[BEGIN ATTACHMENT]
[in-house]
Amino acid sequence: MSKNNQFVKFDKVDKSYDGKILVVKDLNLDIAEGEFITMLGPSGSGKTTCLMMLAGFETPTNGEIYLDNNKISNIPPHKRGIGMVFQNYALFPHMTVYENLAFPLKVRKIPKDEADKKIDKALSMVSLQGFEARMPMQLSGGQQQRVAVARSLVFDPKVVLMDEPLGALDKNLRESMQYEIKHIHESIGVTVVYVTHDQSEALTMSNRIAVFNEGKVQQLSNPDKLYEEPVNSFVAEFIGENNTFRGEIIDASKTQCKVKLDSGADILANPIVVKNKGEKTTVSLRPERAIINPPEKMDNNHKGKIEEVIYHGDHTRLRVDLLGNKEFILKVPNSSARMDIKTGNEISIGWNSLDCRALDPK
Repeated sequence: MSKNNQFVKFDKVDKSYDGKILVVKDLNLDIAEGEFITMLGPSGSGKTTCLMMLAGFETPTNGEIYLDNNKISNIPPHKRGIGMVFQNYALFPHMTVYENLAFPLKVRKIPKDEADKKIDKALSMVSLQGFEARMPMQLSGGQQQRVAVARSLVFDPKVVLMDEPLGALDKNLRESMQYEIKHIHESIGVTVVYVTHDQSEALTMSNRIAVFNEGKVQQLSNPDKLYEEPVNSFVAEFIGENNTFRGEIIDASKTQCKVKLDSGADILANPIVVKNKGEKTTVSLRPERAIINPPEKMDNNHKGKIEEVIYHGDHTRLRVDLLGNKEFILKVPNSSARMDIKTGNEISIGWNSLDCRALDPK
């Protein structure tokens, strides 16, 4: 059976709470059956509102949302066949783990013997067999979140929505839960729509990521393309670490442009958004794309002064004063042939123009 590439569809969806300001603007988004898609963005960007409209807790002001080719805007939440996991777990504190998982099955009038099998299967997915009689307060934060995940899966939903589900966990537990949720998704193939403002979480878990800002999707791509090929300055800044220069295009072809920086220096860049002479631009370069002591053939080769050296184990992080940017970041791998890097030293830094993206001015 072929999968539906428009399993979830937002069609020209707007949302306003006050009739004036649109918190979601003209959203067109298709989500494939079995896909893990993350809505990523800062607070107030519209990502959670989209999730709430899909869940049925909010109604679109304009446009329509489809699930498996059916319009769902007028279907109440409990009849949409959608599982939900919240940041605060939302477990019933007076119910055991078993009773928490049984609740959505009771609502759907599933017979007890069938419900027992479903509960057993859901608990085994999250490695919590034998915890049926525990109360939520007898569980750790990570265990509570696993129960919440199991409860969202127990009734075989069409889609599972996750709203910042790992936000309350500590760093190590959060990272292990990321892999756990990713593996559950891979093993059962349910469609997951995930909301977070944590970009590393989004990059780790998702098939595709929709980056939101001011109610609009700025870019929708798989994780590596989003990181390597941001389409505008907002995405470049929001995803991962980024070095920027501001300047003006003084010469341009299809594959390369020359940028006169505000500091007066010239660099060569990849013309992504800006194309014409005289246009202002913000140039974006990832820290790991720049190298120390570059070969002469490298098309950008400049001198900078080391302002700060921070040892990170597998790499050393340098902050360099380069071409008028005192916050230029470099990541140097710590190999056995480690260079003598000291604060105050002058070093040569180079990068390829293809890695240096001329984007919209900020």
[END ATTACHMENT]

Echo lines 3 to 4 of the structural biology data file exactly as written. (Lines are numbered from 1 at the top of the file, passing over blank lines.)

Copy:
Repeated sequence: MSKNNQFVKFDKVDKSYDGKILVVKDLNLDIAEGEFITMLGPSGSGKTTCLMMLAGFETPTNGEIYLDNNKISNIPPHKRGIGMVFQNYALFPHMTVYENLAFPLKVRKIPKDEADKKIDKALSMVSLQGFEARMPMQLSGGQQQRVAVARSLVFDPKVVLMDEPLGALDKNLRESMQYEIKHIHESIGVTVVYVTHDQSEALTMSNRIAVFNEGKVQQLSNPDKLYEEPVNSFVAEFIGENNTFRGEIIDASKTQCKVKLDSGADILANPIVVKNKGEKTTVSLRPERAIINPPEKMDNNHKGKIEEVIYHGDHTRLRVDLLGNKEFILKVPNSSARMDIKTGNEISIGWNSLDCRALDPK
């Protein structure tokens, strides 16, 4: 059976709470059956509102949302066949783990013997067999979140929505839960729509990521393309670490442009958004794309002064004063042939123009 590439569809969806300001603007988004898609963005960007409209807790002001080719805007939440996991777990504190998982099955009038099998299967997915009689307060934060995940899966939903589900966990537990949720998704193939403002979480878990800002999707791509090929300055800044220069295009072809920086220096860049002479631009370069002591053939080769050296184990992080940017970041791998890097030293830094993206001015 072929999968539906428009399993979830937002069609020209707007949302306003006050009739004036649109918190979601003209959203067109298709989500494939079995896909893990993350809505990523800062607070107030519209990502959670989209999730709430899909869940049925909010109604679109304009446009329509489809699930498996059916319009769902007028279907109440409990009849949409959608599982939900919240940041605060939302477990019933007076119910055991078993009773928490049984609740959505009771609502759907599933017979007890069938419900027992479903509960057993859901608990085994999250490695919590034998915890049926525990109360939520007898569980750790990570265990509570696993129960919440199991409860969202127990009734075989069409889609599972996750709203910042790992936000309350500590760093190590959060990272292990990321892999756990990713593996559950891979093993059962349910469609997951995930909301977070944590970009590393989004990059780790998702098939595709929709980056939101001011109610609009700025870019929708798989994780590596989003990181390597941001389409505008907002995405470049929001995803991962980024070095920027501001300047003006003084010469341009299809594959390369020359940028006169505000500091007066010239660099060569990849013309992504800006194309014409005289246009202002913000140039974006990832820290790991720049190298120390570059070969002469490298098309950008400049001198900078080391302002700060921070040892990170597998790499050393340098902050360099380069071409008028005192916050230029470099990541140097710590190999056995480690260079003598000291604060105050002058070093040569180079990068390829293809890695240096001329984007919209900020």